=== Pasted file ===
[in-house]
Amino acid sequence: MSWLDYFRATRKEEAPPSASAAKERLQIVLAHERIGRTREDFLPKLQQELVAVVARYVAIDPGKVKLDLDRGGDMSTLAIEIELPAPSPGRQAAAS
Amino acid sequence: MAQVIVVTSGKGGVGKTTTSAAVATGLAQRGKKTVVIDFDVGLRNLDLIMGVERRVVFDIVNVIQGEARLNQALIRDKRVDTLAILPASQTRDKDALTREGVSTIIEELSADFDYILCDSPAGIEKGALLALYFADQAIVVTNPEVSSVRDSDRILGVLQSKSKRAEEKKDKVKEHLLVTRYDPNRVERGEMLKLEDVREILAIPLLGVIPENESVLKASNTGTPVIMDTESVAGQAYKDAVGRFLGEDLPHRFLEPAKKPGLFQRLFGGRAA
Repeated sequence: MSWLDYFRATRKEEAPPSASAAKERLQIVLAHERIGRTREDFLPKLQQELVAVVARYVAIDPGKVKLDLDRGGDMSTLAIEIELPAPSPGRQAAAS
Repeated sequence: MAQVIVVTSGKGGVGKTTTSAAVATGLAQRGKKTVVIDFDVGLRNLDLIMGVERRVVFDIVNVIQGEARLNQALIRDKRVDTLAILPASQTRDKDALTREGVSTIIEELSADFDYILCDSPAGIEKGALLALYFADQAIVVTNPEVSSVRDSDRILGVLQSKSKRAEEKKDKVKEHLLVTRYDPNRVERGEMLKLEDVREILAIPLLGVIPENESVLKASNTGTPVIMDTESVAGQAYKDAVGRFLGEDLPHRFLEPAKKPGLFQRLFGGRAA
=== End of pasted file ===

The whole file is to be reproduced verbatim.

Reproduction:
[in-house]
Amino acid sequence: MSWLDYFRATRKEEAPPSASAAKERLQIVLAHERIGRTREDFLPKLQQELVAVVARYVAIDPGKVKLDLDRGGDMSTLAIEIELPAPSPGRQAAAS
Amino acid sequence: MAQVIVVTSGKGGVGKTTTSAAVATGLAQRGKKTVVIDFDVGLRNLDLIMGVERRVVFDIVNVIQGEARLNQALIRDKRVDTLAILPASQTRDKDALTREGVSTIIEELSADFDYILCDSPAGIEKGALLALYFADQAIVVTNPEVSSVRDSDRILGVLQSKSKRAEEKKDKVKEHLLVTRYDPNRVERGEMLKLEDVREILAIPLLGVIPENESVLKASNTGTPVIMDTESVAGQAYKDAVGRFLGEDLPHRFLEPAKKPGLFQRLFGGRAA
Repeated sequence: MSWLDYFRATRKEEAPPSASAAKERLQIVLAHERIGRTREDFLPKLQQELVAVVARYVAIDPGKVKLDLDRGGDMSTLAIEIELPAPSPGRQAAAS
Repeated sequence: MAQVIVVTSGKGGVGKTTTSAAVATGLAQRGKKTVVIDFDVGLRNLDLIMGVERRVVFDIVNVIQGEARLNQALIRDKRVDTLAILPASQTRDKDALTREGVSTIIEELSADFDYILCDSPAGIEKGALLALYFADQAIVVTNPEVSSVRDSDRILGVLQSKSKRAEEKKDKVKEHLLVTRYDPNRVERGEMLKLEDVREILAIPLLGVIPENESVLKASNTGTPVIMDTESVAGQAYKDAVGRFLGEDLPHRFLEPAKKPGLFQRLFGGRAA